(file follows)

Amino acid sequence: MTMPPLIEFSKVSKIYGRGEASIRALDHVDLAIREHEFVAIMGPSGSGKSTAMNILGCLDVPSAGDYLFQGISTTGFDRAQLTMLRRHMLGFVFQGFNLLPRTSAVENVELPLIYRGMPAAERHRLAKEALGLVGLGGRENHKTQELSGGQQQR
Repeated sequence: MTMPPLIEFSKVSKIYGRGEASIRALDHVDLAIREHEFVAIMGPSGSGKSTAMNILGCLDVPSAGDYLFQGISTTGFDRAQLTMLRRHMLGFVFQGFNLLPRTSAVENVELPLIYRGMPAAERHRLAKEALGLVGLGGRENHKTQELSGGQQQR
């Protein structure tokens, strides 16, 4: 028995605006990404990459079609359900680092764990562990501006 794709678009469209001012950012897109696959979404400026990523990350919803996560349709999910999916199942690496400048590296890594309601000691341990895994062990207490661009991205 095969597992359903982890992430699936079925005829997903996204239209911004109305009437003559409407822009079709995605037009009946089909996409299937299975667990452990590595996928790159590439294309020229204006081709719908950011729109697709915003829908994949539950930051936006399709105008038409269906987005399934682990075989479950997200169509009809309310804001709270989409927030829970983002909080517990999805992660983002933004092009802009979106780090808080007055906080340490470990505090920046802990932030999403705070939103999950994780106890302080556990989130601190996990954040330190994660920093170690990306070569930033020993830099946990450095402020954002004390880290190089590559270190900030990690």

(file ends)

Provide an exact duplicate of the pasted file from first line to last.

Amino acid sequence: MTMPPLIEFSKVSKIYGRGEASIRALDHVDLAIREHEFVAIMGPSGSGKSTAMNILGCLDVPSAGDYLFQGISTTGFDRAQLTMLRRHMLGFVFQGFNLLPRTSAVENVELPLIYRGMPAAERHRLAKEALGLVGLGGRENHKTQELSGGQQQR
Repeated sequence: MTMPPLIEFSKVSKIYGRGEASIRALDHVDLAIREHEFVAIMGPSGSGKSTAMNILGCLDVPSAGDYLFQGISTTGFDRAQLTMLRRHMLGFVFQGFNLLPRTSAVENVELPLIYRGMPAAERHRLAKEALGLVGLGGRENHKTQELSGGQQQR
């Protein structure tokens, strides 16, 4: 028995605006990404990459079609359900680092764990562990501006 794709678009469209001012950012897109696959979404400026990523990350919803996560349709999910999916199942690496400048590296890594309601000691341990895994062990207490661009991205 095969597992359903982890992430699936079925005829997903996204239209911004109305009437003559409407822009079709995605037009009946089909996409299937299975667990452990590595996928790159590439294309020229204006081709719908950011729109697709915003829908994949539950930051936006399709105008038409269906987005399934682990075989479950997200169509009809309310804001709270989409927030829970983002909080517990999805992660983002933004092009802009979106780090808080007055906080340490470990505090920046802990932030999403705070939103999950994780106890302080556990989130601190996990954040330190994660920093170690990306070569930033020993830099946990450095402020954002004390880290190089590559270190900030990690």